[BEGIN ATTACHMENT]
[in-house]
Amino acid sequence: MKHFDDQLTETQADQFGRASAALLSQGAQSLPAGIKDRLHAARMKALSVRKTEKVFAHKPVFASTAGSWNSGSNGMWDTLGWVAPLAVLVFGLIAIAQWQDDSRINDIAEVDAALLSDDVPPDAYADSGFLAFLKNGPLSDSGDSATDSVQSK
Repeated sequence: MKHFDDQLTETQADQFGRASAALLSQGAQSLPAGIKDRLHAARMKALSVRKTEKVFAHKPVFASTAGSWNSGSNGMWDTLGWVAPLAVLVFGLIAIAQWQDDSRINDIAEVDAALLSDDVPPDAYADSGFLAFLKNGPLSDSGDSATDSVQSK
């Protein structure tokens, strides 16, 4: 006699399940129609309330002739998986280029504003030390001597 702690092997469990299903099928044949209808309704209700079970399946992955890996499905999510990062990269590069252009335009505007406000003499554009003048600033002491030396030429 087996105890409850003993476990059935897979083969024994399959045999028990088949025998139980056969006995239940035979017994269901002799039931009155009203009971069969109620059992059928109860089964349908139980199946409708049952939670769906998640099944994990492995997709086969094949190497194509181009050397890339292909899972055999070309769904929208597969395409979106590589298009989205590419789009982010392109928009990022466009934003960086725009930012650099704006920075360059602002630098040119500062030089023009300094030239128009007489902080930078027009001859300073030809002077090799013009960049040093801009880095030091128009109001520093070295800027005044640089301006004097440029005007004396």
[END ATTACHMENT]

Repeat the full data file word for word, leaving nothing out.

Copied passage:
[in-house]
Amino acid sequence: MKHFDDQLTETQADQFGRASAALLSQGAQSLPAGIKDRLHAARMKALSVRKTEKVFAHKPVFASTAGSWNSGSNGMWDTLGWVAPLAVLVFGLIAIAQWQDDSRINDIAEVDAALLSDDVPPDAYADSGFLAFLKNGPLSDSGDSATDSVQSK
Repeated sequence: MKHFDDQLTETQADQFGRASAALLSQGAQSLPAGIKDRLHAARMKALSVRKTEKVFAHKPVFASTAGSWNSGSNGMWDTLGWVAPLAVLVFGLIAIAQWQDDSRINDIAEVDAALLSDDVPPDAYADSGFLAFLKNGPLSDSGDSATDSVQSK
């Protein structure tokens, strides 16, 4: 006699399940129609309330002739998986280029504003030390001597 702690092997469990299903099928044949209808309704209700079970399946992955890996499905999510990062990269590069252009335009505007406000003499554009003048600033002491030396030429 087996105890409850003993476990059935897979083969024994399959045999028990088949025998139980056969006995239940035979017994269901002799039931009155009203009971069969109620059992059928109860089964349908139980199946409708049952939670769906998640099944994990492995997709086969094949190497194509181009050397890339292909899972055999070309769904929208597969395409979106590589298009989205590419789009982010392109928009990022466009934003960086725009930012650099704006920075360059602002630098040119500062030089023009300094030239128009007489902080930078027009001859300073030809002077090799013009960049040093801009880095030091128009109001520093070295800027005044640089301006004097440029005007004396």